What is ethnic profiling?


Police ethnic profiling can mean that a police officer uses their police powers on an individual primarily or only due to that person’s skin colour, ethnic origin, religion or language. It can be prevalent within cases of stopping and asking for identity papers or detention.

When can ethnic profiling occur?

  • In Finland, it is suspected ethnic profiling occurs during immigration control procedures. During immigration control, police check that foreigners present in Finland have valid residence permits. This task is set out in Finnish law. Police officers conduct these controls in part by stopping people and asking them to identify themselves. Controls are also carried out during normal police work, when the police interact with foreigners.
  • Ethnic profiling also encompasses situations in which assumed members of a certain ethnic or racialised group are stopped and searched, because a different individual of the assumed same background is being searched in connection to a crime.
  • Other officials such as border guards and customs officials can also be guilty of ethnic profiling if they check people on the basis of their ethnic background, skin colour, religion, nationality or language.
  • Private security guards might practice ethnic profiling if they discriminate against people on the basis of their ethnic background, skin colour, religion, nationality or language.

Ethnic profiling is forbidden

Ethnic profiling is a form of discrimination. Discrimination is forbidden by Finnish law and international conventions. The UN human rights committee has deemed that police controls based on a person’s physical traits or ethnic background violate the International Covenant on Civil and Political Rights, the most central international human rights treaty.

  • Ethnic profiling is also forbidden during immigration controls in Finland. According to Finnish law, controls “should not be motivated solely or mainly by virtue of a person’s real or assumed ethnic origin”. In practice this means that the police are forbidden to ask for identity papers solely due to a person’s black skin colour or dark hair, for example. The police need to have an alternate primary reason for enacting controls, e.g. police analysis or information that allows them to suspect you are an undocumented foreign citizen. However, it is unclear what in practice counts as police analysis or information within this context.
  • It is possible to file a criminal complaint or an administrative complaint regarding ethnic profiling via one of multiple complaint mechanisms.

Ethnic profiling abroad and in Finland

According to research, ethnic profiling is common in the USA and many European countries. For example in the UK, official statistics confirm that the police stop black people significantly more than white people.   

The Open Society Foundation’s Justice Initiative, a broad research project that focused on ethnic profiling in several European countries, found that profiling of muslims had increased in recent years in the name of anti-terrorism measures. In 2010, the Fundamental Rights Agency of the EU conducted a broad survey on minority profiling in EU member states and subsequently produced a handbook for police officers. The survey found that minorities were stopped by the police more often than the majority groups living in the same neighbourhoods in Belgium, Germany, Greece, Spain, France and Hungary.  According to the report, majority respondents tend to feel that the police treat them with respect, whereas more minority respondents said that the police are disrespectful.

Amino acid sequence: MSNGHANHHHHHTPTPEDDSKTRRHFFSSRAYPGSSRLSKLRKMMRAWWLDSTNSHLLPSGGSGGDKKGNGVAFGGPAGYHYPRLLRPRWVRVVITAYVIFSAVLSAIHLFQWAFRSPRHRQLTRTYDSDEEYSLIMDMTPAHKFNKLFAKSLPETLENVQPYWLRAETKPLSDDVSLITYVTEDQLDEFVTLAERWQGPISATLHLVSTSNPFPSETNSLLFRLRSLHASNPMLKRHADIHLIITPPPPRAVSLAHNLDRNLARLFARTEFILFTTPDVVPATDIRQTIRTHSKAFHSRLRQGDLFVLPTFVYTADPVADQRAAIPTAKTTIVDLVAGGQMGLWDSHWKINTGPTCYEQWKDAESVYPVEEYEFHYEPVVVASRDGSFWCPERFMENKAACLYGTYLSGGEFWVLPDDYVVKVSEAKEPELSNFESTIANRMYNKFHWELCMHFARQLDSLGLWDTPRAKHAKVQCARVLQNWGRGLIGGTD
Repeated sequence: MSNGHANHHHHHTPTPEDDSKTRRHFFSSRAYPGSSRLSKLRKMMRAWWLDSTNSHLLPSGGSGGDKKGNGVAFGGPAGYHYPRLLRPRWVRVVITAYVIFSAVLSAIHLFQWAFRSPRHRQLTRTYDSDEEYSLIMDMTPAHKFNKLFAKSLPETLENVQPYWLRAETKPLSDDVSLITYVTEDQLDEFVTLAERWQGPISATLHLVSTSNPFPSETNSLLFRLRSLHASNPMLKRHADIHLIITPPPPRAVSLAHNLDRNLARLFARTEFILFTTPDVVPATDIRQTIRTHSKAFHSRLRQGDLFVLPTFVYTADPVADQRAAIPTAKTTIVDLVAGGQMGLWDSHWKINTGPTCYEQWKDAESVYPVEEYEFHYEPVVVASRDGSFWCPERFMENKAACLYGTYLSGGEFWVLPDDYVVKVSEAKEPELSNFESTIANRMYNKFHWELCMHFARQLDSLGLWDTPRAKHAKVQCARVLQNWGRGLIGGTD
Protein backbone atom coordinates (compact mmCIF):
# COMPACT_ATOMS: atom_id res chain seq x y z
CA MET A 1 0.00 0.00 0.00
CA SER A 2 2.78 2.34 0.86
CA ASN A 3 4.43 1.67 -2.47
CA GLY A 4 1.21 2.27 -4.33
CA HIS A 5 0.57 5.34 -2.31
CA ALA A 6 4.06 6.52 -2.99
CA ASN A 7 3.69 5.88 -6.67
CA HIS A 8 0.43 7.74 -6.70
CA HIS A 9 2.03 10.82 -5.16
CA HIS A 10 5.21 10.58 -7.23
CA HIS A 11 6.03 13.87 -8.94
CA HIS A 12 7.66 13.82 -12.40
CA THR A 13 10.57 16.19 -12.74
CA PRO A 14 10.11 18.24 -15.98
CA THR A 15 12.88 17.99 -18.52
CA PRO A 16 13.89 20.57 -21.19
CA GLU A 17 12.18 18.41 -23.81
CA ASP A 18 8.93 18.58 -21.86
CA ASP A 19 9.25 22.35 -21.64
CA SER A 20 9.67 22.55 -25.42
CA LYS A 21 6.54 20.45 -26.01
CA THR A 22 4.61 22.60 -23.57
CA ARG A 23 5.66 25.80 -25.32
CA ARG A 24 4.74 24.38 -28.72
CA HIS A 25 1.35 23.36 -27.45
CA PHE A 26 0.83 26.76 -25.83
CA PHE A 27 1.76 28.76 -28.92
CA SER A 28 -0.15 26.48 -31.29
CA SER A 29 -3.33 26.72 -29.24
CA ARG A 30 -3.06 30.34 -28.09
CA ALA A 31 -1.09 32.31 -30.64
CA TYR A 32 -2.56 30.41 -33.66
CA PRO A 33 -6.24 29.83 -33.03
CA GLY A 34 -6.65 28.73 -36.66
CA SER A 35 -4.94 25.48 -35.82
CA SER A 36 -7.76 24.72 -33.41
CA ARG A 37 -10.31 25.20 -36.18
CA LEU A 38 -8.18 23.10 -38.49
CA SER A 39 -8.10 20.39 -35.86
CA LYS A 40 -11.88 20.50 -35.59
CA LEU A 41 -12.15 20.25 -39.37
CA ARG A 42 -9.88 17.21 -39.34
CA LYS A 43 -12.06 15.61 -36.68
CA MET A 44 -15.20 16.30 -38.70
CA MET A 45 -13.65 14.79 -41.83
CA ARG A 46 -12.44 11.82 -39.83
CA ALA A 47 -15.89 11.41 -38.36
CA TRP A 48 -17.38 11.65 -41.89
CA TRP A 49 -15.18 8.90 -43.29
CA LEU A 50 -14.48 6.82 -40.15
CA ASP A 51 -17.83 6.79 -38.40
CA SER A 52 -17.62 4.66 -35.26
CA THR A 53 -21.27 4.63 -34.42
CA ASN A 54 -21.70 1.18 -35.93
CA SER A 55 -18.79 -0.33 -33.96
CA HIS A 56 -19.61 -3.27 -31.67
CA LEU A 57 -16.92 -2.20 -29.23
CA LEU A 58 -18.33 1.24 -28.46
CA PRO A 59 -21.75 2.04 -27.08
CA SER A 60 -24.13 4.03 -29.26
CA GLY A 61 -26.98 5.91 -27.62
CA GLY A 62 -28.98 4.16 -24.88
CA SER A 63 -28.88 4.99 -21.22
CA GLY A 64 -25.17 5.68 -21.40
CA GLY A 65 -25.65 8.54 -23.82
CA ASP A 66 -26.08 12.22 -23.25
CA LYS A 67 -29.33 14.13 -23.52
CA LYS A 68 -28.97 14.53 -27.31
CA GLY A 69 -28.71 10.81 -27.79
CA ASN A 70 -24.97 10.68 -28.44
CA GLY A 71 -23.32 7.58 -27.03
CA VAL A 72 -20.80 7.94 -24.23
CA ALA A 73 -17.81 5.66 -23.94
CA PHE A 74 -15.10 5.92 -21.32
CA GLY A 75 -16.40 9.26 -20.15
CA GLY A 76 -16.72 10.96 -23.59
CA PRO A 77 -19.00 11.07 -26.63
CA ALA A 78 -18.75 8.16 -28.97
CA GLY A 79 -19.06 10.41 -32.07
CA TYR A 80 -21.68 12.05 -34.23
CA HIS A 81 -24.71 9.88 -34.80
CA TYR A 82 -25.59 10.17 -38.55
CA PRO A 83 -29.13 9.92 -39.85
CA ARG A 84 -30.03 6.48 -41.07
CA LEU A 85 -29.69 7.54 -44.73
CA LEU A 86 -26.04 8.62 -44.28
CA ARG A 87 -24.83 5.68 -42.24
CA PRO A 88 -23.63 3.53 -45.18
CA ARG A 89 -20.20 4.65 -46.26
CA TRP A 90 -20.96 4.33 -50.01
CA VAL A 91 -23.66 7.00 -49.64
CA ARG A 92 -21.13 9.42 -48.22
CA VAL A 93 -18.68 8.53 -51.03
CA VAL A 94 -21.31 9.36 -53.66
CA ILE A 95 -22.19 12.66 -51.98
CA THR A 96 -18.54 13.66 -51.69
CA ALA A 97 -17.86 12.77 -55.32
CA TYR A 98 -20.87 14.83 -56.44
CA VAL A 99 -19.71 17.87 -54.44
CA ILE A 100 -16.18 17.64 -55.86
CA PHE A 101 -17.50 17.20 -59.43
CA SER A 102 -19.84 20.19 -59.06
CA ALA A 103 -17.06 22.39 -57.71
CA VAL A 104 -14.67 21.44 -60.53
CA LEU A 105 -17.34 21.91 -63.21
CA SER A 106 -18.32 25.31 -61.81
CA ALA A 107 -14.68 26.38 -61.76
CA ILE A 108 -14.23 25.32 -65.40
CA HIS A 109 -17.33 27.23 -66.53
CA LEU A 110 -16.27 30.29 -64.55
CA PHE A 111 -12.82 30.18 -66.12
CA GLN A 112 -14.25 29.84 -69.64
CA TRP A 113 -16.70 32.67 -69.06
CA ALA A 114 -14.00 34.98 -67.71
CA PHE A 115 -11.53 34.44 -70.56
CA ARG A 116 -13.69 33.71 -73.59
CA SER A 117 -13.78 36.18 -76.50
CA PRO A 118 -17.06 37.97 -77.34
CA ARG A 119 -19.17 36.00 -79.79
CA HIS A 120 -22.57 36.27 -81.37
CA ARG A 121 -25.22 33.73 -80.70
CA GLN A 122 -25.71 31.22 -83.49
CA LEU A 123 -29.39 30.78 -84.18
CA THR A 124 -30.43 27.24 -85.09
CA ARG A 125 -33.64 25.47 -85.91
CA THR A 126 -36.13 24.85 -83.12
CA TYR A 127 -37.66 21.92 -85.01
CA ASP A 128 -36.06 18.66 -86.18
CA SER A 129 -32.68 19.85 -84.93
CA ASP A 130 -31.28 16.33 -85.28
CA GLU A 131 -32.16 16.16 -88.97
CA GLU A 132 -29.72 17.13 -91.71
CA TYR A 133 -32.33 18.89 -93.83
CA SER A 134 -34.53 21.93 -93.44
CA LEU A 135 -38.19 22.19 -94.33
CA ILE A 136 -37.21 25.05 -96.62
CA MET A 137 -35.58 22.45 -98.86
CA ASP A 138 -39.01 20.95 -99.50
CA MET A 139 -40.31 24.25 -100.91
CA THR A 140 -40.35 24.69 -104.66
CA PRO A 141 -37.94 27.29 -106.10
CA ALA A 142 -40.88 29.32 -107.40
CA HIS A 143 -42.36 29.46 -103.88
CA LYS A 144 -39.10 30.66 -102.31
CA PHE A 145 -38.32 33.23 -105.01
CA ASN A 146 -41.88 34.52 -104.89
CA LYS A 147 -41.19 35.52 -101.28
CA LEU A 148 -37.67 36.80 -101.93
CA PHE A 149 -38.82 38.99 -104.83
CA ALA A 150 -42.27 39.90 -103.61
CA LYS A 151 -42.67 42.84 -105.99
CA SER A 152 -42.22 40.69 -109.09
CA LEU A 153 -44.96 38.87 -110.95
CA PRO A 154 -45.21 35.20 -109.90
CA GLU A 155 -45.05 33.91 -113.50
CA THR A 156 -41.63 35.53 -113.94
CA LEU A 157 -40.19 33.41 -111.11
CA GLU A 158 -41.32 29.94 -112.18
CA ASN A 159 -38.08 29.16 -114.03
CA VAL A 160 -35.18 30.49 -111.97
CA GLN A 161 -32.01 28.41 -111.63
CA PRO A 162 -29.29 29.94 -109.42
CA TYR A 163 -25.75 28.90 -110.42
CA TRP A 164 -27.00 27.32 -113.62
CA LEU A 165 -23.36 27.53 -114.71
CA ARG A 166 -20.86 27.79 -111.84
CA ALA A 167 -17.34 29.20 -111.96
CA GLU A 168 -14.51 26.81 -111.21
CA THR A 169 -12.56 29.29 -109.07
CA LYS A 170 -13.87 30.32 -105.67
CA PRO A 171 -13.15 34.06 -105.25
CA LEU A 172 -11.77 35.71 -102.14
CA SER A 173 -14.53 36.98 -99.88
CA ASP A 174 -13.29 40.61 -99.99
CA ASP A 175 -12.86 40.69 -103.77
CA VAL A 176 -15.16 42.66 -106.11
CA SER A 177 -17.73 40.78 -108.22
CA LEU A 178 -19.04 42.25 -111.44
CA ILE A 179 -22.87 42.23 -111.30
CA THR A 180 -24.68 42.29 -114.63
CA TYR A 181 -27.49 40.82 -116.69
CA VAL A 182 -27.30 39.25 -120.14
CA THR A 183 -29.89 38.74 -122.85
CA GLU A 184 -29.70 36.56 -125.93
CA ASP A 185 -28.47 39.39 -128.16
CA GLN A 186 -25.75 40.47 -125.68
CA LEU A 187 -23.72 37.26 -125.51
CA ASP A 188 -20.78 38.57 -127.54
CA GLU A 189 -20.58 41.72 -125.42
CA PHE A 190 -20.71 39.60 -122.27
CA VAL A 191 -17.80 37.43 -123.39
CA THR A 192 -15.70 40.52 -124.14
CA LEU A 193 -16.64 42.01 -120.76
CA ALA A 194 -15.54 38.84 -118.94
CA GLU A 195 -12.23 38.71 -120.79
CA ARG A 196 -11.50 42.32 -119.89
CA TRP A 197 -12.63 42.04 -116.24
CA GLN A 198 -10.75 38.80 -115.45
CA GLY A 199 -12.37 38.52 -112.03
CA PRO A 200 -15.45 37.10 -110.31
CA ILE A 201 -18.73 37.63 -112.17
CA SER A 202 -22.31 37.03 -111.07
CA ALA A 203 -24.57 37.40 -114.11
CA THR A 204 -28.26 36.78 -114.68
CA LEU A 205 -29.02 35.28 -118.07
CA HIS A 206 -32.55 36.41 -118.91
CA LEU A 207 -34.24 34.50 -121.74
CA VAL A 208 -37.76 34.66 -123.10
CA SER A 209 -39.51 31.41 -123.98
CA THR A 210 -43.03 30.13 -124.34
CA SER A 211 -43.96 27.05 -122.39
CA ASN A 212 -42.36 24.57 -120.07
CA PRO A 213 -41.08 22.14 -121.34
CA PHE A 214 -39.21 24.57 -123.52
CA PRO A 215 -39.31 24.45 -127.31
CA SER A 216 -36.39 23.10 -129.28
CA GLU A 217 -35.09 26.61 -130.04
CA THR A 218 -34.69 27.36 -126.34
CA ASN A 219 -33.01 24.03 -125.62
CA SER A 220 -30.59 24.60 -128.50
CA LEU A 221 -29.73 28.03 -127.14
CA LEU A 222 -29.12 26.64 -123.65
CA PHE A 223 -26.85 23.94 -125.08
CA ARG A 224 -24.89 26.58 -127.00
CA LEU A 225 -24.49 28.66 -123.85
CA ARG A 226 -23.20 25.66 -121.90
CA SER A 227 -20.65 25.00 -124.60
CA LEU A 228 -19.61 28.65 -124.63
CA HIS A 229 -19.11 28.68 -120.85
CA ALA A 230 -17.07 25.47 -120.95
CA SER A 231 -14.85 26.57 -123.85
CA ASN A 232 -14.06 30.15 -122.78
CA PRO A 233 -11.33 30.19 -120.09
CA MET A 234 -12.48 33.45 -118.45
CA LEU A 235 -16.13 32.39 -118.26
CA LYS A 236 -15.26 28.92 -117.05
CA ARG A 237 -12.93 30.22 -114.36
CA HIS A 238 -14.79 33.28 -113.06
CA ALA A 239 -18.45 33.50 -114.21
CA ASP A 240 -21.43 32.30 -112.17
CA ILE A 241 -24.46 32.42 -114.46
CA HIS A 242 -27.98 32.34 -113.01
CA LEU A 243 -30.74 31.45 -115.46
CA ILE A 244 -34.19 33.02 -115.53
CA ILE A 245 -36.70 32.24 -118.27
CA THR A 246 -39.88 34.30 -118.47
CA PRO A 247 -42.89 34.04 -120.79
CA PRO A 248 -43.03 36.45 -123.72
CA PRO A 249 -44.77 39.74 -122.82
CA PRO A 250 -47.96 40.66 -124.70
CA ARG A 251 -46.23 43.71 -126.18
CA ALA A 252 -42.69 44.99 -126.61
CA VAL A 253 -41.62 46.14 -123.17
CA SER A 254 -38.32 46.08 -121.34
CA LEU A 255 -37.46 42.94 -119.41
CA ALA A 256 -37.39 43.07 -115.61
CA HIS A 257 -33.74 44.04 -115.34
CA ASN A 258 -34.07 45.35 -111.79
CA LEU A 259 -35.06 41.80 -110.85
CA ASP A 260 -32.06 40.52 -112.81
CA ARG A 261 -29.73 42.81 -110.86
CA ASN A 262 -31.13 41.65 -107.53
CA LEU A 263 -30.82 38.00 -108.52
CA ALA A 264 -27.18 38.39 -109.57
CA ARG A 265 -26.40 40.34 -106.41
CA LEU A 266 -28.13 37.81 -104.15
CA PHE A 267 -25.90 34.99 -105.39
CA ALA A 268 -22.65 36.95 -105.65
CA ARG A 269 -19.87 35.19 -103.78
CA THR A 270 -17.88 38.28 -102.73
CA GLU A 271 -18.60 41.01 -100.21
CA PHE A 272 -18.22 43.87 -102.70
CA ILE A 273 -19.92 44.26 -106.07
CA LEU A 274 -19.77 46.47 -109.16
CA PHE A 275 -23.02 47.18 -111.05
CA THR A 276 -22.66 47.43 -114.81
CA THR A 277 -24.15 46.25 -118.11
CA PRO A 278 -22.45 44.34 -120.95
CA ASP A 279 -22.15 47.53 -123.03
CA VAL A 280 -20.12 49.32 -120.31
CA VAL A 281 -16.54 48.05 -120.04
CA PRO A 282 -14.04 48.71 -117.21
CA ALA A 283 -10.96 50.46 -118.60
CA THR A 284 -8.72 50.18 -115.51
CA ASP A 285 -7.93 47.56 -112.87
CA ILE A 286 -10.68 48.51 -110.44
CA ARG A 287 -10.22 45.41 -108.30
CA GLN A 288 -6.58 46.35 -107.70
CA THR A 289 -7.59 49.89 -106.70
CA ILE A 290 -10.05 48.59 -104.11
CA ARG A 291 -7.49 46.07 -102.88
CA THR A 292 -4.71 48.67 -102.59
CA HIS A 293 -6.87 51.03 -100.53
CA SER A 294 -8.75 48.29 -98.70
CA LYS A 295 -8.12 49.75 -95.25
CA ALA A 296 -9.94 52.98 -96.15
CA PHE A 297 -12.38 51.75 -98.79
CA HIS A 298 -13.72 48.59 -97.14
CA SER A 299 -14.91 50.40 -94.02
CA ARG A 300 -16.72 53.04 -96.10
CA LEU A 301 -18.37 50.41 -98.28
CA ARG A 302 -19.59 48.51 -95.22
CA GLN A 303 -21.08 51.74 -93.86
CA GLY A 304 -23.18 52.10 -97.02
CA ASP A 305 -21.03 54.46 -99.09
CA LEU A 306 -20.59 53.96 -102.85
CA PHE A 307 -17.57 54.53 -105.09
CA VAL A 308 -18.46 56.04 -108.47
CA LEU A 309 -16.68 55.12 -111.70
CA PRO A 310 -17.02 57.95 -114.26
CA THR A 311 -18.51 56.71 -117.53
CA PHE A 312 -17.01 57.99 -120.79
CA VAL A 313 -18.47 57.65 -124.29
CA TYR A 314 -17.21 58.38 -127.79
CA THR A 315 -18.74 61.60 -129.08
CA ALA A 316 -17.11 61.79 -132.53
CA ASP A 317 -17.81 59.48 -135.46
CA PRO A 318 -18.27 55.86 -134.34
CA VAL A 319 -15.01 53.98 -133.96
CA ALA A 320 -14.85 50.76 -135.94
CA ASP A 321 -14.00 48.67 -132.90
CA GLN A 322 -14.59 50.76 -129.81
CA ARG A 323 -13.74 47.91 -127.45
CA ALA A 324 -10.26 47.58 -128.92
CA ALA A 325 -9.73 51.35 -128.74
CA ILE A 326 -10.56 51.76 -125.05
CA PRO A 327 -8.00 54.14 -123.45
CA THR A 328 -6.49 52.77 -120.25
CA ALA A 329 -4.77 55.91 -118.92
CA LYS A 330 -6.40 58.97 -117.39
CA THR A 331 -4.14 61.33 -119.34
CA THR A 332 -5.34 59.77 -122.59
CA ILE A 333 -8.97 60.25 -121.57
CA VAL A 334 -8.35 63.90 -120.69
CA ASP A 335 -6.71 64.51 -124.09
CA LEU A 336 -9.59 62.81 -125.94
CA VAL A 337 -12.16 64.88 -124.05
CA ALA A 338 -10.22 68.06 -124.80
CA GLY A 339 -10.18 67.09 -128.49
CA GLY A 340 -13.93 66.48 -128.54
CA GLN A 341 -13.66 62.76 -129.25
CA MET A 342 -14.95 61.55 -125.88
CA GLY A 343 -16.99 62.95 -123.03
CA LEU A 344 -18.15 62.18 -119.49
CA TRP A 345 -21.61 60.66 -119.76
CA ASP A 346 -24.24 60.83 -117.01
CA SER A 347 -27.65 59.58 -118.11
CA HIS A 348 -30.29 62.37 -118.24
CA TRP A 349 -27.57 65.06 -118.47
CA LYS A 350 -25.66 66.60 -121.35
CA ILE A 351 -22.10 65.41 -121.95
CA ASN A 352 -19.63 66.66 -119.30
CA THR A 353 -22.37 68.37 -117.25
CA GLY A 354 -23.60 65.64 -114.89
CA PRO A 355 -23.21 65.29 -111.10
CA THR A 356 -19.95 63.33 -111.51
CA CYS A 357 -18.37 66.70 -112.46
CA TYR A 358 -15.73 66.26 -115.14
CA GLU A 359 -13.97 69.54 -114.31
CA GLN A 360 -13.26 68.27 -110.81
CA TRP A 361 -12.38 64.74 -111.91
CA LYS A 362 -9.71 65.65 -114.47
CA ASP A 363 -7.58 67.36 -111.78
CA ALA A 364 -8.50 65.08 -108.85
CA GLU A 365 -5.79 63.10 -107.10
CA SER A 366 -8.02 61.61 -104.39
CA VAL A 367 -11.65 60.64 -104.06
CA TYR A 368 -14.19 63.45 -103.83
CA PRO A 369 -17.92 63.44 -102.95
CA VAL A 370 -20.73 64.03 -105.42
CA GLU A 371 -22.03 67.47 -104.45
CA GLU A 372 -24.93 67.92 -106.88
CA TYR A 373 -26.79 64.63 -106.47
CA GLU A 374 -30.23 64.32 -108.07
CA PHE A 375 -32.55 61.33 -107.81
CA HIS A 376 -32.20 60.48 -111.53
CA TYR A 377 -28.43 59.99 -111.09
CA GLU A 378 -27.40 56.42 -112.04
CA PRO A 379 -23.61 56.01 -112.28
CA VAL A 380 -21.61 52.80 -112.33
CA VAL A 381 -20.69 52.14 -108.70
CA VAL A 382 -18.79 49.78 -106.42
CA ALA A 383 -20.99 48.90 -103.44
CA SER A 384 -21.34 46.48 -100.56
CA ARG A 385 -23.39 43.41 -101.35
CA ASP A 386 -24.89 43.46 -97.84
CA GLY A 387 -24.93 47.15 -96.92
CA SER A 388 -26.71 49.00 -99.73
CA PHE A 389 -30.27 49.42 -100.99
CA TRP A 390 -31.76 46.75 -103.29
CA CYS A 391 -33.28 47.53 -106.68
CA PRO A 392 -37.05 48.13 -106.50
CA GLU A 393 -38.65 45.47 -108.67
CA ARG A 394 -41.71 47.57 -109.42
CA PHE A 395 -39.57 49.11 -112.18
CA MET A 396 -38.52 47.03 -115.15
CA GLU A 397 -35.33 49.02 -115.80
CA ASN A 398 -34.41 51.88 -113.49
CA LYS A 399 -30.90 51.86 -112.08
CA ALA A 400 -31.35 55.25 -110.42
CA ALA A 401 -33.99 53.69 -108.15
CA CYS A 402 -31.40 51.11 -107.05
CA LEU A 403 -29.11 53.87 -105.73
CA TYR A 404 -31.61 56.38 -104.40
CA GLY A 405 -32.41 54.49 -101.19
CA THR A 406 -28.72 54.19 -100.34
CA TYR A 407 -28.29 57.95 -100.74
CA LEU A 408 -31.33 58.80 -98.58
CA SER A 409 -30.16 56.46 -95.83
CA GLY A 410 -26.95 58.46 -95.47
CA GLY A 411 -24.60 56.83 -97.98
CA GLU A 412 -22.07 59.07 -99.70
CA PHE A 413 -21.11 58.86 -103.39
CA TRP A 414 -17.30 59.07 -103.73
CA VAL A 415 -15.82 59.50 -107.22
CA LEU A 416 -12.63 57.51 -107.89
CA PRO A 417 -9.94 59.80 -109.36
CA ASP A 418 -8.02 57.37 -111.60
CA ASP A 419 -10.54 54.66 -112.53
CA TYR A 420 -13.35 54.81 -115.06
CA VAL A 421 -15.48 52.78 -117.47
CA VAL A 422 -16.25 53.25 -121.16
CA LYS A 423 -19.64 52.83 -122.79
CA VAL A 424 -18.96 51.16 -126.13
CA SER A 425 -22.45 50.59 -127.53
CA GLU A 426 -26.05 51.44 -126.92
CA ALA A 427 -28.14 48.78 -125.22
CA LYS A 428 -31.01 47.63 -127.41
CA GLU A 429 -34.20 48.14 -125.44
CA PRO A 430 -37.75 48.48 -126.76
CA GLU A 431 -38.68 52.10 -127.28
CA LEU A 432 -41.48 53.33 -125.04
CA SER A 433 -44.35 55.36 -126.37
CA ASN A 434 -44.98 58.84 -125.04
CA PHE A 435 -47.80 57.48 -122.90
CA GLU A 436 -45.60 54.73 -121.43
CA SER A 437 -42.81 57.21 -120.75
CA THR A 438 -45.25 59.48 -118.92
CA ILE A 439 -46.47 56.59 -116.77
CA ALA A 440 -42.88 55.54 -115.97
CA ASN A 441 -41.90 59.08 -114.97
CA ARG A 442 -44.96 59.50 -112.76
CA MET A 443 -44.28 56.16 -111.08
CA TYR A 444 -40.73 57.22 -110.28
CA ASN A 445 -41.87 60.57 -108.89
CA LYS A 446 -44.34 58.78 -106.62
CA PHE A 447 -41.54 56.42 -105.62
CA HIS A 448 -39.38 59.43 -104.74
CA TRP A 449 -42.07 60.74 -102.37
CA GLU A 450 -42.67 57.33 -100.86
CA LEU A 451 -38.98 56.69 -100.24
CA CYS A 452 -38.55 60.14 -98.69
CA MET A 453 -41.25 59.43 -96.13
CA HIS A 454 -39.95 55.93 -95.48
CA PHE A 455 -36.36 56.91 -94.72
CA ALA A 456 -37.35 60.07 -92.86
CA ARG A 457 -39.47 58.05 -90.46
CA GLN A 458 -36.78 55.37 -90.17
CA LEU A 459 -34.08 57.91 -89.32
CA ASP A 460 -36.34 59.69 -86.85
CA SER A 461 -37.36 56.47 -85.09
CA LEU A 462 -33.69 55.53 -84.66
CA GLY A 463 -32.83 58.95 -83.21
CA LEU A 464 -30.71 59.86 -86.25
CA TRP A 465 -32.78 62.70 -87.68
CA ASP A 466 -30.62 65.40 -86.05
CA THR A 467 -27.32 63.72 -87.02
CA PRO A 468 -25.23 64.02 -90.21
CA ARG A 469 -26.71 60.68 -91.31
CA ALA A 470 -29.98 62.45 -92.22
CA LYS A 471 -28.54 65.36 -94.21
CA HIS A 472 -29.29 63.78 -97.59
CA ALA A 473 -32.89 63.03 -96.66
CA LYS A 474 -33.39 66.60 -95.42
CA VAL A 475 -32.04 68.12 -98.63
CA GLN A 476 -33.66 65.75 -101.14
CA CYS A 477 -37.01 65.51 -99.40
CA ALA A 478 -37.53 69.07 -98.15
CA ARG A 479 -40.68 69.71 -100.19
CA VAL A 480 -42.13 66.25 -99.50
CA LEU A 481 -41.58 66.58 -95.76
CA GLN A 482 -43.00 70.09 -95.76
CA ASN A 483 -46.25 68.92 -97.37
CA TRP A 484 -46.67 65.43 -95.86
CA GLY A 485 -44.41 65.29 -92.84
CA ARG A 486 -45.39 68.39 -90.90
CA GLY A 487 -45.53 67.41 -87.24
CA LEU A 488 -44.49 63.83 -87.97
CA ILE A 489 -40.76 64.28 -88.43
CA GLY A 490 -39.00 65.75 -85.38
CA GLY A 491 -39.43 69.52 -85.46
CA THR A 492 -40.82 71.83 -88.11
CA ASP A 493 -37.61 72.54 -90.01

In France, in a landmark court ruling in June 2015, the Paris Court of Appeals ordered the French government to pay damages to people subjected to unwarranted identity checks, ruling that discriminatory ID checks are illegal. However, the court found no violations when checks occurred in neighborhoods said to be dangerous, even if the police had no objective grounds for stopping the individuals.

Does ethnic profiling occur in Finland?

It is not simple to recognise and prove cases of ethnic profiling. In Finland there are no court rulings stating that officials have committed discriminatory acts that amount to ethnic profiling.

The Non-Discrimination Ombudsman has on repeated occasions commented on immigration controls procedures and suspected that methods currently used incur a significant risk of ethnic profiling. The European Comission against Racism and Intolerance (ECRI), a Council of Europe body, has expressed concern at Finland’s immigration control procedures. It has also advocated for years for the establishment of an independent body to investigate complaints of police misconduct and racial discrimination, but in nearly a decade one has not been founded.

It is probable that ethnic profiling does occur in Finland. In many research projects that deal with discrimination or the situation of immigrants in Finland, members of both old (Finnish Roma) and newer minorities (especially people of African descent) have reported police misconduct and being stopped based on skin colour or assumed membership of an ethnic group.  

In 2012, The Migrant Health and Wellbeing Study found that 25 per cent of respondents of Kurdish background, 15 per cent of respondents of Somali background and 7 per cent of respondents of Russian background had experienced discrimination when transacting with the police.

According to a recent survey based on interviews of immigrant youth in Helsinki, almost 20 percent of respondents found that the police targets ethnic minority youth more frequently than youth belonging to the majority population.